In order to make it work, the big banks had to set up an infrastructure in which they would lie, cheat and steal, sending the profits off to other jurisdictions and covering up the crimes by using companies at each layer of the scheme who channeled a large portion of investor funds and most of the recovery from insurance, credit default swaps, and government bailouts away from the investors and away from the borrowers.

The essential capstone of the strategy was the foreclosure sale and the expiration of the right of redemption. Without it, the banks could owe as much as $25 trillion back to insurers, credit default swap counterparties, government agencies, government sponsored entities (Fannie and Freddie) and the investors who provided all the money that was used to create the largest liquidity boom in history. And then there were the extra fees for servicing a loan that was deemed non-performing (even though it was the bank who lied to homeowners telling them to stop paying). So far it has been the perfect crime.

And the underpinning of the strategy was that the banks could control the narrative — that it was about borrowers who were intentionally getting into deals they could not afford — when it was just the opposite, to wit: it was the banks acting through many layers of nominees, conduits and intermediaries whose goal was to rid themselves of the money on deposit from investors (money that should have been entirely into a REMIC trust account and never was). Much of the money successfully stolen was in the form of a second tier yield spread premium that was created in the spread between the loans that were promised to investors and the actual loans made to borrowers.

It was all a lie. The borrowers believed the lender was the lender and that the lender would not assume a high risk on a loan that was doomed to fail. The investors believed that since most of them were managed funds who were required to invest only in triple A rated securities that were insured and guaranteed that industry standard underwriting was under way. Nothing could have been further from the truth.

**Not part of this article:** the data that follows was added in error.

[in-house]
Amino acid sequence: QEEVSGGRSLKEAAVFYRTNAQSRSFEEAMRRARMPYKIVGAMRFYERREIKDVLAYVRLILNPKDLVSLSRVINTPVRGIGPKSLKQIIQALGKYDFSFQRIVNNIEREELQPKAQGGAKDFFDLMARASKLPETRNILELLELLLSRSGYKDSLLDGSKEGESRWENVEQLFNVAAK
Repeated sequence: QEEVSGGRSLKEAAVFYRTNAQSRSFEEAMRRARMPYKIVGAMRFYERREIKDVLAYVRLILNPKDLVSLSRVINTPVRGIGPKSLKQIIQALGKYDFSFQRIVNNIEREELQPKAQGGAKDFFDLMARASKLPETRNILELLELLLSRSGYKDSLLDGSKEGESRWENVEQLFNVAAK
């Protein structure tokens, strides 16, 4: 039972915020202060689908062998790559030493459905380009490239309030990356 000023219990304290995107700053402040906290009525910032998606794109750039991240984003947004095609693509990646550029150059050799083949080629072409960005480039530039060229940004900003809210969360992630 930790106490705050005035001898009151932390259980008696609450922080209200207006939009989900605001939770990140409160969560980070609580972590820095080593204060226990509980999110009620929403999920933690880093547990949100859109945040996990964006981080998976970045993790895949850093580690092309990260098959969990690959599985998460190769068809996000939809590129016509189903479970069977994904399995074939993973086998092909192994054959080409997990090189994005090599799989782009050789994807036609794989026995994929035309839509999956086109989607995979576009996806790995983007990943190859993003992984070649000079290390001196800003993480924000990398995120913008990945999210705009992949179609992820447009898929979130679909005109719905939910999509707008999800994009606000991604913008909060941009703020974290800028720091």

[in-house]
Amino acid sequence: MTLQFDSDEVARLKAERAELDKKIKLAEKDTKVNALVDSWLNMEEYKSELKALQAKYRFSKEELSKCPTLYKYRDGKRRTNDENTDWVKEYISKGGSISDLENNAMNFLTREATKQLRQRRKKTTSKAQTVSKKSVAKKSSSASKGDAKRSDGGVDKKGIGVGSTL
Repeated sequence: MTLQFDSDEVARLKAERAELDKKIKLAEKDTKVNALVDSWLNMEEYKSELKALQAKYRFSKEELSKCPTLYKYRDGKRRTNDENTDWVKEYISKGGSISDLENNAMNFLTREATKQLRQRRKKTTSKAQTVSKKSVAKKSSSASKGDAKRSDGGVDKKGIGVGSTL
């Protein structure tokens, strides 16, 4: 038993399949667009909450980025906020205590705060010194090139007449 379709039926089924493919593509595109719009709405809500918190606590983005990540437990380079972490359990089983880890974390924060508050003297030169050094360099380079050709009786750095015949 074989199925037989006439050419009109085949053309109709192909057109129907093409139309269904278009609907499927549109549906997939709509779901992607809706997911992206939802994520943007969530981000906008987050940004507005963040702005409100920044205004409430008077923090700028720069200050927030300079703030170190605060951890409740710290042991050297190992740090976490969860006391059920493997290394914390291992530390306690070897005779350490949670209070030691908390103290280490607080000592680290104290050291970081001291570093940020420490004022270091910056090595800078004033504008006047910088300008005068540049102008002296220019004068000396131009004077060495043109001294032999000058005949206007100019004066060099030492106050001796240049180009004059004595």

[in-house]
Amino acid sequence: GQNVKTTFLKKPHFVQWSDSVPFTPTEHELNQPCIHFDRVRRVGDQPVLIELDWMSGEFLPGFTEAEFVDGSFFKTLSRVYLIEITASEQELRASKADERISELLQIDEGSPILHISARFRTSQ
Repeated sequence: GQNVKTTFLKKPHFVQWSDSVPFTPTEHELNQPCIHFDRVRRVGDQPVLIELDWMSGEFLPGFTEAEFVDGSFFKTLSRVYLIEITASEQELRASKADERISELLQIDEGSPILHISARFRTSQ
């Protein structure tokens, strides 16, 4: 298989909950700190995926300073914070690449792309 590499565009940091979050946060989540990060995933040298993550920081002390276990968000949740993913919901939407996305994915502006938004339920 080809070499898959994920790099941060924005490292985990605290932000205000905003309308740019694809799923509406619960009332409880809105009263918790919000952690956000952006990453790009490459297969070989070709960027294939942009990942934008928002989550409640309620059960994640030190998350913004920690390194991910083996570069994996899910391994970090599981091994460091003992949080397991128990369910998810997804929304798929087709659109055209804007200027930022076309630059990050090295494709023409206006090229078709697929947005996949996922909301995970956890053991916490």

The Banks were lying and paying for others to lie about the property valuation, the safety of the collateral, the existence of the collateral for investors, and the existence of insurance and hedge products for the investors. They lied to investors, they lied to the press, they lied to the government agencies, they lied to the two presidents that were caught in the web of deceit, and they lied to the secretaries of the treasury.

And now, as predicted the tsunami is going the other way as the truth sloshes over all the lies they told. We start with the story of modification of loans which could have resulted on most of the foreclosed homes being modified. Now we have strong evidence from the actual people who worked for BOA and other large financial institutions that their strategy was to use the promise of modification to lure homeowners into default on loans owned by unidentified parties, and stretch out the time so that the hole dug for the homeowner was too deep to get out of, and eventually put a cap on the well that could spray liability all over the mega banks and end their existence.

PRACTICE HINT: WITHOUT EXPERTS IN E-DISCOVERY, YOU WILL BE UNABLE TO WIN YOUR CASES OR GET ENOUGH TRACTION TO FORCE MODIFICATION ON THE TERMS OFFERED BY THE BORROWER. GGKW, IN WHICH DANIELLE KELLEY IS  PARTNER, IS DEVELOPING RELATIONSHIPS WITH PRIVATE INVESTIGATORS AND FORENSIC  COMPUTER SPECIALISTS WHO ASSIST US ON MOST OF OUR CASES. WHEN YOUR GOAL IS TO WIN RATHER THAN DELAY, IT COSTS MONEY. ANTI-FORECLOSURE MILLS CHARGING LOW MONTHLY PAYMENTS ARE EFFECTIVE AT DELAYING THE FORECLOSURE BUT USUALLY INEFFECTIVE AT STOPPING IT OR EVEN WINNING THE CASE. YOU GET WHAT YOU PAY FOR.

 FOLLOW DANIELLE KELLEY, ESQ. ON HER BLOG

Significant quotes from Reuters article: